Back in 1995, when they spent $800,000 on a work by impressionist painter Camille Pissarro in New York, Bruce Toll claims he had no idea the canvas had been looted by the Vichy regime during World War II. "I just know that I bought the painting from Christie's and that it had been sold by Sotheby's 30 years earlier," the New York art collector told the AP after a court hearing in Paris on Tuesday. "If it had been stolen during the war, it would not have been sold by Sotheby's, then Christie's. At least I would assume that. There was no way I should know that." La Cueillette des Bois was painted by Pissarro in 1887. French authorities confiscated the painting earlier this year, and it will remain in their custody until the case pitting the Tolls against the family of a Jewish collector is resolved.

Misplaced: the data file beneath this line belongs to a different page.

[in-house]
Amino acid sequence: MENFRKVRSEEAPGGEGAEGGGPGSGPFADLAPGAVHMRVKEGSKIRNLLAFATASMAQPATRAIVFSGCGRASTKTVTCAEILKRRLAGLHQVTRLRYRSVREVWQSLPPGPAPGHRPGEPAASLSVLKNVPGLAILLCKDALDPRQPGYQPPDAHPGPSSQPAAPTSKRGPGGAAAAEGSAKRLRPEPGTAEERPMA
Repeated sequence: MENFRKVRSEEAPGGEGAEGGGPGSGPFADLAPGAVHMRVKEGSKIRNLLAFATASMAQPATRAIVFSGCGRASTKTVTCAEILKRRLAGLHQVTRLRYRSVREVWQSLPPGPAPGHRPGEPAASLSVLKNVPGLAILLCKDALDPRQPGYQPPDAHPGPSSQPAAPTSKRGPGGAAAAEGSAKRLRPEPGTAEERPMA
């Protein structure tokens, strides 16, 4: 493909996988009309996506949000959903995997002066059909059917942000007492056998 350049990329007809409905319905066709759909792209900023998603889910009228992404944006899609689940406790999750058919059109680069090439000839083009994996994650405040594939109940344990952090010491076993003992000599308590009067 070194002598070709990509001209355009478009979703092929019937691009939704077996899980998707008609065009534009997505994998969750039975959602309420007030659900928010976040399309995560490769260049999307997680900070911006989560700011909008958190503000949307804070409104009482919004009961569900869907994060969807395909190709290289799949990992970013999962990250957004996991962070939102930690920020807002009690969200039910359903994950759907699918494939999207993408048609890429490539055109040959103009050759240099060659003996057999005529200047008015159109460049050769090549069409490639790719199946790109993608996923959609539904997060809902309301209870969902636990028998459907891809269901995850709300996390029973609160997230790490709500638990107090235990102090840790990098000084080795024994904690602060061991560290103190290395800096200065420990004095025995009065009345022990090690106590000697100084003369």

French authorities seized the painting at the Marmottan museum after Simon Bauer's relatives found out it was on display in Paris as part of a Pissarro exhibition, on loan from the Tolls, and filed a lawsuit to have the work returned. A verdict will be issued next month, but the Tolls' lawyer said he will appeal if his client does not win. Bauer's collection of more than 90 paintings was confiscated in 1943 by the Vichy regime, which collaborated with the Nazis, and sold. After Simon Bauer's death in 1947, grandson Jean-Jacques began the search for the stolen art. He has recovered only a few pieces. A lawyer for the relatives says the painting is now worth about $1.75 million, the price paid by the Tolls for its insurance. He told the AP it was first bought by Vincent van Gogh's brother Theo, who purchased it from Pissarro.
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